Like the proper nerd that I am, I’ve been recently playing around with the National Rail data feeds, with a view to drawing some pretty pictures of quite how differently timely our train services are. So, when you’re developing at the REPL, it’s convenient to be able to cleanly shutdown and restart a n service.
One of the first steps I take when looking at a dataset is to load it into a relational database, namely PostgreSQL; in order to more easily get a feel for the shape of the information, and I’ve used core.async and the component library to do this. Whilst this post won’t be about the specifics of the ETL process itself, there are a few patterns around structuring the processes that I’ve found useful.
Parents produce, children consume.
When you’re shutting down a system when there are messages in flight, then in most cases, you’ll want to avoid dropping messages on the floor, and so at the system level, you want to shut down the producers first, then their children, their children, and so on, until you reach your pipline’s egress point. If you start your shutdown from the egress point and work backwards, then because a given producer may well be still producing information after a consumer has shut down, that information will effectively be lost. It’s also possible that the system may deadlock, depending on how your internal queues are configured.
Now, the component library gives us one main way to achieve ordering, and that’s by specifying inter-component dependencies, with the component/using function, eg:
To summarize the behaviour of the component library, a
system-map represents a hash-map that represents the topology of the system, and
using associates meta-data with each component (eg: the database, or the web application and server) describing which other services it requires. So in this case, the application queries the database, and the http-server requires an application to service requests.
However, in this case, we can think of the web-server being a producer of events (http requests), that are “consumed” (responded to) by the web server. So, logically, if you shut down the application and/or database before the http server, then you’ll have a service which likely isn’t actually able to service requests, and at best will return 500 Internal server errors. To avoid this, we need to shut-down and drain the incoming requests before shutting down the application.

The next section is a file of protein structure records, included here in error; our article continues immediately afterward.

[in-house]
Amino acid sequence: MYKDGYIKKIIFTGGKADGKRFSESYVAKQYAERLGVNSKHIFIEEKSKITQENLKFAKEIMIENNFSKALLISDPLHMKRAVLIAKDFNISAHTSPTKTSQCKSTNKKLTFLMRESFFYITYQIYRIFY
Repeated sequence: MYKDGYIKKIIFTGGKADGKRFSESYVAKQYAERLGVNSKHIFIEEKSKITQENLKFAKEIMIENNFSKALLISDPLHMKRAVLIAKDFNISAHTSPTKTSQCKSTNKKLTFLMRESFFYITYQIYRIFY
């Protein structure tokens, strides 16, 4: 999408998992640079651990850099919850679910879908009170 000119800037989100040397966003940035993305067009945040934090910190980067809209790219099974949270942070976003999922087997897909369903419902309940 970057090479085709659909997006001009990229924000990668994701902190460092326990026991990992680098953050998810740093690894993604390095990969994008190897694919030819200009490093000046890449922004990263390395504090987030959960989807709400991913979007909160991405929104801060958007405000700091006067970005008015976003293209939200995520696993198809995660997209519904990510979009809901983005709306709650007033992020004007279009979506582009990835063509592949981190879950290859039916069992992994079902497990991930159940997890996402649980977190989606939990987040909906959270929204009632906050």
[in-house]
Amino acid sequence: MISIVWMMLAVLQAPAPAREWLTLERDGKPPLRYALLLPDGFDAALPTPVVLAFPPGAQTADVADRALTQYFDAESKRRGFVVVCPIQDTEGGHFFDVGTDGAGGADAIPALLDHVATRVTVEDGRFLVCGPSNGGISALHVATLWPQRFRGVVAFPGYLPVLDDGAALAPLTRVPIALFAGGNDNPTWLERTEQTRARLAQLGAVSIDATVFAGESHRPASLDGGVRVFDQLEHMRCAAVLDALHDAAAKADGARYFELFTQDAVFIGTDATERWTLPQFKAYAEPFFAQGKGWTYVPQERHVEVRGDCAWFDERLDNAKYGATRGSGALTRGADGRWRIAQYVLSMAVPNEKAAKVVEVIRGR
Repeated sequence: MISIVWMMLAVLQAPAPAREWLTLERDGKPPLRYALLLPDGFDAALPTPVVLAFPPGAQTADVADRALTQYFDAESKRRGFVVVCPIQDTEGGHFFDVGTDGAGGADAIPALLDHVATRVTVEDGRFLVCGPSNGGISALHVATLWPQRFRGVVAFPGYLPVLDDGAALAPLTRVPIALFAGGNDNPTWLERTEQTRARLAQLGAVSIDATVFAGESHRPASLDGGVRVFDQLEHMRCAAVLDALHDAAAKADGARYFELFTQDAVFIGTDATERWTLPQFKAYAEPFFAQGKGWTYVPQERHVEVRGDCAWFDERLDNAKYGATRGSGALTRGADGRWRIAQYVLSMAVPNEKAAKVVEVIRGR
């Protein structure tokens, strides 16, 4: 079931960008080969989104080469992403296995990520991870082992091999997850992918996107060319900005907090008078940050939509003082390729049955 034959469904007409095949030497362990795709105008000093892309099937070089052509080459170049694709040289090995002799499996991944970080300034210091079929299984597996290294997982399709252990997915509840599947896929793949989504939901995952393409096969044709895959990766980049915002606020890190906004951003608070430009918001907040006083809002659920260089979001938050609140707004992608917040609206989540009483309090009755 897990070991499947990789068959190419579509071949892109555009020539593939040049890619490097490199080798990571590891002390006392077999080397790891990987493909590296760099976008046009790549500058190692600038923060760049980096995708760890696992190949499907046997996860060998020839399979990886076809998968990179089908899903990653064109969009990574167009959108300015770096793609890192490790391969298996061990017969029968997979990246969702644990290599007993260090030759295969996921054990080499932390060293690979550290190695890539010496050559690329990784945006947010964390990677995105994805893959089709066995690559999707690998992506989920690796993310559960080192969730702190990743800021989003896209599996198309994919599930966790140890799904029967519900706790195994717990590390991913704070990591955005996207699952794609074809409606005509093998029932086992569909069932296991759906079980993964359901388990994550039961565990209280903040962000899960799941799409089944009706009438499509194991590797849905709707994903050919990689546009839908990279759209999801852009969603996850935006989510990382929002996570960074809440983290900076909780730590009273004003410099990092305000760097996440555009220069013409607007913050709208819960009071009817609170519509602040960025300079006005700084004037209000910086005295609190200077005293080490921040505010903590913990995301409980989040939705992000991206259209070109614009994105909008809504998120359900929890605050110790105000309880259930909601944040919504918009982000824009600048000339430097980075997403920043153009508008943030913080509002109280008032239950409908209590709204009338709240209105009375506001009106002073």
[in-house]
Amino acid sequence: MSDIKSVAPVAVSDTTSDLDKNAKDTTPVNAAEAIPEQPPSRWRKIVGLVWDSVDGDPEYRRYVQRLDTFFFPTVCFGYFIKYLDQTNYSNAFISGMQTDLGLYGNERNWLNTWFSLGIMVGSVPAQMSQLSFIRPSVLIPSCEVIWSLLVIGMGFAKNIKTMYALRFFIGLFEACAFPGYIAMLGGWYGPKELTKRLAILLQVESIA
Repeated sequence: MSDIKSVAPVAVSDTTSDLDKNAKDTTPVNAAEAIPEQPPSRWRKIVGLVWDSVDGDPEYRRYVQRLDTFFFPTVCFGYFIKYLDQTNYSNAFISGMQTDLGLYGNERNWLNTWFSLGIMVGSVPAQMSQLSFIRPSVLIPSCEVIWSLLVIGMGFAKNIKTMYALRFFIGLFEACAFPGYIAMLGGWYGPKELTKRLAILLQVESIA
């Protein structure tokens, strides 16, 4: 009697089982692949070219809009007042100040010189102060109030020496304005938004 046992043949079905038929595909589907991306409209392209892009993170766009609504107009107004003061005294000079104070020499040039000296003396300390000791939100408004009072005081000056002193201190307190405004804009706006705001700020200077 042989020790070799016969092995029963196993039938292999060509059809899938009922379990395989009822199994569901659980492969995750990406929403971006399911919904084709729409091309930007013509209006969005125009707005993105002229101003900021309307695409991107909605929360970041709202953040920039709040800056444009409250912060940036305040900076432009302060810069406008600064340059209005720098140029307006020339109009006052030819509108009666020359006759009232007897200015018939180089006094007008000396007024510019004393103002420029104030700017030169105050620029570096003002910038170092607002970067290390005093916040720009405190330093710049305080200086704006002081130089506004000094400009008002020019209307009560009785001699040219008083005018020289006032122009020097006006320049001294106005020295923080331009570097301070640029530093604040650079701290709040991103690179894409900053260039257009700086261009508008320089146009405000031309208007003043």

Fully draining inputs.
When I’m using core.async in a pipeline, I associate one or more core.async processes (or go-routine, if you prefer) with each component to actually do the work.
When you shut down a system in the above manner, however, you need to ensure that each component within the system has actually fully processed it’s input before you shut down any components downstream from it. It’s easy enough to construct a fresh input channel when the component starts, and close it when the component is stopped. However, with the default core.async channels, it’s not generally possible to inspect the buffer to check whether it has been fully drained or not.
However, when you start a go-routine (or thread) in core.async, you are returned a channel which represents the value returned from the body of the go-routine when it completes. So, we can stash a reference to this channel within the component state, and use that to determine when this component is fully done. For example:
(def consumer-loop [ingress-ch]
(when-let [msg (<! ingress-ch)]
(defrecord MyBatConsumer [ingress-ch proc-ch]
(let [ingress-ch (chan)
p (consumer-loop ingress-ch)]
(assoc self :ingress-ch ingress-ch :proc-ch p)))
(assoc self :ingress-ch nil :proc-ch nil)))
As you can see, we do a blocking wait on the channel returned by
consumer-loop when we shut down. Granted, this is a proof of concept; in fully production-ready code, you’ll need to allow for the risk of the component failing, and timing-out on shut down.